China's Alibaba Group Holding Ltd.'s Gateway '17 event in Detroit this week was about putting local producers, makers and manufacturers in front of the Chinese consumer. But the city of Detroit may get a big win out of the event as well. Detroit Mayor Mike Duggan urged Alibaba to set up a presence in the city and discussions revolved around the potential opening of a distribution hub, said Joseph Tsai, vice chairman and co-founder of the Chinese e-commerce platform.
While most foreign companies chase the American consumer, China's largest e-commerce platform and its founder is after the American producer. Alibaba Group Ltd. arrived in Detroit on Tuesday for its inaugural Gateway '17 event to lure local and national producers to use its platform to sell to China's growing middle class.
In 1980, Thelen left his high-profile post as a Wall Street attorney for a trip around the world — with plans to return to his native Michigan and practice law in Detroit by the end. From Paris to the Soviet Union to Hong Kong, Thelen made, at that time, a rare trip for a Westerner to China's mainland. Thelen says it was there, out front of the only hotel opened to westerners in Hangzhou, known then as Hangchow, the he was greeted by a teenaged Jack Ma.
Muck Rack makes it simple to find people, tweets, or articles that mention any name, keyword, company, hashtag etc. We've compiled this guide to help you make the most of your search.
Selecting a term
Start searching tweets, articles from media outlets, articles mentioned in tweets, journalists'
names, titles and bios with some suggested searches:
Companies or Topics (e.g. iPhone, Microsoft)
Phrases (e.g. "cloud computing") — use quotes to keep the terms together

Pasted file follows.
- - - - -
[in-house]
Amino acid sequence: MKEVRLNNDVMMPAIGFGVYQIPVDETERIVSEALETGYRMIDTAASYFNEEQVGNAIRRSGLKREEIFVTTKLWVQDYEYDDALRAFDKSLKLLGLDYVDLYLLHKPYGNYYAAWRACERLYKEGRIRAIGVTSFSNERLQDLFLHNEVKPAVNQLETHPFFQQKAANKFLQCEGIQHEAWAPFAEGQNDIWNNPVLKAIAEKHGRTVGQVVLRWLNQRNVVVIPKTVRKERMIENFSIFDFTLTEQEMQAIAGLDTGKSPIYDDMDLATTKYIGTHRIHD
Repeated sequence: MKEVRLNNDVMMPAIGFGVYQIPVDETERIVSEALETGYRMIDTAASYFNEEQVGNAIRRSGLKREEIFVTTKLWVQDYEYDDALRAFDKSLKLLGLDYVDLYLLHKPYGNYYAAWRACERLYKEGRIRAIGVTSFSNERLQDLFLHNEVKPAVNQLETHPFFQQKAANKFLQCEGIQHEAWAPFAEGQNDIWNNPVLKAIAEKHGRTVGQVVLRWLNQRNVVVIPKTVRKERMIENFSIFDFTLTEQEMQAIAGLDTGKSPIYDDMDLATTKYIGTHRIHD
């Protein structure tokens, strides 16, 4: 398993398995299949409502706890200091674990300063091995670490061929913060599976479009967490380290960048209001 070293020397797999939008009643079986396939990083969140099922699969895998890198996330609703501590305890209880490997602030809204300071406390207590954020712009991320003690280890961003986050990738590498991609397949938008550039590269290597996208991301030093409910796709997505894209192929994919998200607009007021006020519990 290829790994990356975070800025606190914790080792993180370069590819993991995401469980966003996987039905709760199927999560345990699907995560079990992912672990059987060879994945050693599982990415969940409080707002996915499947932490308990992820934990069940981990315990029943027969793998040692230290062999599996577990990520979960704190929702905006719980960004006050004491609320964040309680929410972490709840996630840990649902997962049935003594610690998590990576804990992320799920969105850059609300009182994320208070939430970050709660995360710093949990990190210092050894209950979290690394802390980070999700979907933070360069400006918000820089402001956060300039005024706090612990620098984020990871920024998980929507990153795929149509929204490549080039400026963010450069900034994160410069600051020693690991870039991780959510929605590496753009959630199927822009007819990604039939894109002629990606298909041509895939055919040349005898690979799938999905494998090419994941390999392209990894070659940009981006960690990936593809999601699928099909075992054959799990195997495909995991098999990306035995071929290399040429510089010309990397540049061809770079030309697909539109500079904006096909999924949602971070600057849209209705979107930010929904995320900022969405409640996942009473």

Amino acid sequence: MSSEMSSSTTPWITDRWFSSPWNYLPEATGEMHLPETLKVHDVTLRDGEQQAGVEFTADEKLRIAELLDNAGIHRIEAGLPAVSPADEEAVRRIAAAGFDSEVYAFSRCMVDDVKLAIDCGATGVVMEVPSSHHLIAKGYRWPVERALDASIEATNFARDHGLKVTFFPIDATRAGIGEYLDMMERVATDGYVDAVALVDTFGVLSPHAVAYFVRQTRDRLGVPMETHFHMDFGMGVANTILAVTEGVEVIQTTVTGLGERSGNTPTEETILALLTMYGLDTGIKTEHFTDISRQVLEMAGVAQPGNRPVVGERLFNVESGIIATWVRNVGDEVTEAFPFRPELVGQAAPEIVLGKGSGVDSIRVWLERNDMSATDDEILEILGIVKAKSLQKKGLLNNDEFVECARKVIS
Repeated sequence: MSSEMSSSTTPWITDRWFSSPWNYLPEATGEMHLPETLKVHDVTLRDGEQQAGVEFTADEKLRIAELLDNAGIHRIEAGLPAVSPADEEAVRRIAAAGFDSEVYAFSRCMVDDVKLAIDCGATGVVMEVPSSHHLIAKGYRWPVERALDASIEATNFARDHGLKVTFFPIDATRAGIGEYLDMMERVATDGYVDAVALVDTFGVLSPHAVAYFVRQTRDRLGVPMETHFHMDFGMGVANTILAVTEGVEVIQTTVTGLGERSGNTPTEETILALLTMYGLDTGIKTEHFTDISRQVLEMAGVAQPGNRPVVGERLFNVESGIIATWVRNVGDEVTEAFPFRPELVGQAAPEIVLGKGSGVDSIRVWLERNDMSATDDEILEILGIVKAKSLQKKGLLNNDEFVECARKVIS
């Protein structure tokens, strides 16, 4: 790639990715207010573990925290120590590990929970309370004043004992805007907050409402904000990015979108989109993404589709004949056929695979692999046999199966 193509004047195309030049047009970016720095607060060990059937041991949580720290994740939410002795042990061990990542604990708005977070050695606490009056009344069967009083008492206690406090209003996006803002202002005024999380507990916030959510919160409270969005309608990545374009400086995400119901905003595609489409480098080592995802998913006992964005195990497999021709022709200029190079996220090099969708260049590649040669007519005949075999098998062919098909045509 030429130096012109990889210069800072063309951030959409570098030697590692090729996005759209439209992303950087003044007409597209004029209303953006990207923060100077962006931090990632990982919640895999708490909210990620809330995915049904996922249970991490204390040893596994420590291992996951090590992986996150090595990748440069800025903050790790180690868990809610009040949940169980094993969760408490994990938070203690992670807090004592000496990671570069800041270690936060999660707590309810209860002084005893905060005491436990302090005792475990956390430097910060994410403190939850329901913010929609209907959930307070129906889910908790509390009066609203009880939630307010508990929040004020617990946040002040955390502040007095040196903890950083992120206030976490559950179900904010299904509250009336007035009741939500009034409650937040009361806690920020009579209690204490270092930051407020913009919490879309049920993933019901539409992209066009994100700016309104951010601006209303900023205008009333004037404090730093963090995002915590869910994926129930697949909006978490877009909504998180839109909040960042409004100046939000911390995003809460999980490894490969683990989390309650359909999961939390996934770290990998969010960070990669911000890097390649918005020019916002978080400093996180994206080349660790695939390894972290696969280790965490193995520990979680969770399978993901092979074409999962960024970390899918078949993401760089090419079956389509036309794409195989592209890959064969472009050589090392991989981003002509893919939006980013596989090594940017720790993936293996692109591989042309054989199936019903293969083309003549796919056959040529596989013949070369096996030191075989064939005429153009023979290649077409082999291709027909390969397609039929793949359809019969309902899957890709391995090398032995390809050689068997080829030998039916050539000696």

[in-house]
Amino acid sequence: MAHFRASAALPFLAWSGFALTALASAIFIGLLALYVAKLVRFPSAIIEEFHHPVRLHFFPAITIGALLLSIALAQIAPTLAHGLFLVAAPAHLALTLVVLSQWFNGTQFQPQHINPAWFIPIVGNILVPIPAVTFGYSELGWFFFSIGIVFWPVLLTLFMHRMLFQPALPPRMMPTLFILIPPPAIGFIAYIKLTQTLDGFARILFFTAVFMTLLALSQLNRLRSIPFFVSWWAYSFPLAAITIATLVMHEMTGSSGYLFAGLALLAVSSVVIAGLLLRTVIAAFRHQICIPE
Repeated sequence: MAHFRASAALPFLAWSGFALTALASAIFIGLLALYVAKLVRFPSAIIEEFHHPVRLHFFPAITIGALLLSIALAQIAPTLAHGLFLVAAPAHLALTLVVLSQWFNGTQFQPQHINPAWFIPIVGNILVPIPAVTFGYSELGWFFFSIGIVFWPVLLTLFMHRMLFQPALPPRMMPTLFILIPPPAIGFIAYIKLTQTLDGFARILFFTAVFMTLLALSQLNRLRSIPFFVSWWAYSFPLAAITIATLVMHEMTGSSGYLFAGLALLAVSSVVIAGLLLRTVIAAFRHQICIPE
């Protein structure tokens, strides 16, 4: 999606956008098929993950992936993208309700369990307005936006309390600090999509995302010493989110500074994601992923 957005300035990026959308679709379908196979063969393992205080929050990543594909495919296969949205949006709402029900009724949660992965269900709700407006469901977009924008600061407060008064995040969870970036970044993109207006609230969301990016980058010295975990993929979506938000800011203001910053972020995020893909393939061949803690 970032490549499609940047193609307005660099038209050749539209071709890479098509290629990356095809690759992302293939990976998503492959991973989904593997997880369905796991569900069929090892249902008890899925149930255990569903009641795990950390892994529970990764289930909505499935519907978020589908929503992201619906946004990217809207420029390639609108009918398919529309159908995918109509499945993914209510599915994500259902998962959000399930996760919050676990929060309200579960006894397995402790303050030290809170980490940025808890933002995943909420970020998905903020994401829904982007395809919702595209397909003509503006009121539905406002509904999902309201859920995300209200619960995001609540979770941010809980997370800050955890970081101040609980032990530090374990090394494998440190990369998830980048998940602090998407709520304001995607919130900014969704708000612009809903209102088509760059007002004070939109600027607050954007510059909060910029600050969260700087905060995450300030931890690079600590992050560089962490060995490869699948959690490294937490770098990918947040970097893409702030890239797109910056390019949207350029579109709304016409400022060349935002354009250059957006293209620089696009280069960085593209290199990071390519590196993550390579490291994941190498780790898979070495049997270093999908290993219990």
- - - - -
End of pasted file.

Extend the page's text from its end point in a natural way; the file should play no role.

Twitter handles (e.g. @username) — returns those who have mentioned or replied to
Names (e.g. "David Pogue")
Hashtags (e.g. #sxsw, #london2012)
Bio details (e.g. vegan, Olympics, father)
Muck Rack's Advanced Search allows for many boolean operators.
Find results that mention multiple specified terms, use AND or
+. For example, ensure each result contains both Elon Musk and Mark Zuckerberg by
searching Obama AND Romney or Obama + Romney.
Use the operators OR or , to broaden your search when you'd like either of
multiple terms to appear in results. (This is the default behavior of our search when no operators
are used.) For example, search for democrat OR republican to find results that refer to
Democrats and/or Republicans.
Use NOT or - to subtract results from your search. For
example, searching Disney will yield results about the Walt Disney Company as well as Walt Disney
World Resort. To exclude mentions of Disney World, search for Disney -World or Disney
When using one of these operators with a phrase, enclose it in quotation marks. For example, you can
find results about smartphones excluding Apple's iPhone 4S by searching smartphone -"iPhone
Exact case matching or punctuation
If you're searching for a brand name or keyword that relies on specific punctuation marks or capitalization, you can
find results that match your exact query by adding matchcase: before the keyword you're searching for, like matchcase:E*TRADE .
Use parentheses to separate multiple
boolean phrases. For example, to find journalists talking about having fun in Disney World or
Disneyland, search for ("disney world" OR disneyland) AND fun.
An asterisk can be used to search for any variation of a root word truncated by the asterisk. For example, searching for admin* will return results for administrator, administration, administer, administered, etc.
A near operator is an AND operator where you can control the distance between the words. You can vary the distance the near operation uses by adding a forward slash and number (between 0-99) such as strawberries NEAR/10 "whipped cream", which means the strawberries must exist within 10 words of "whipped cream".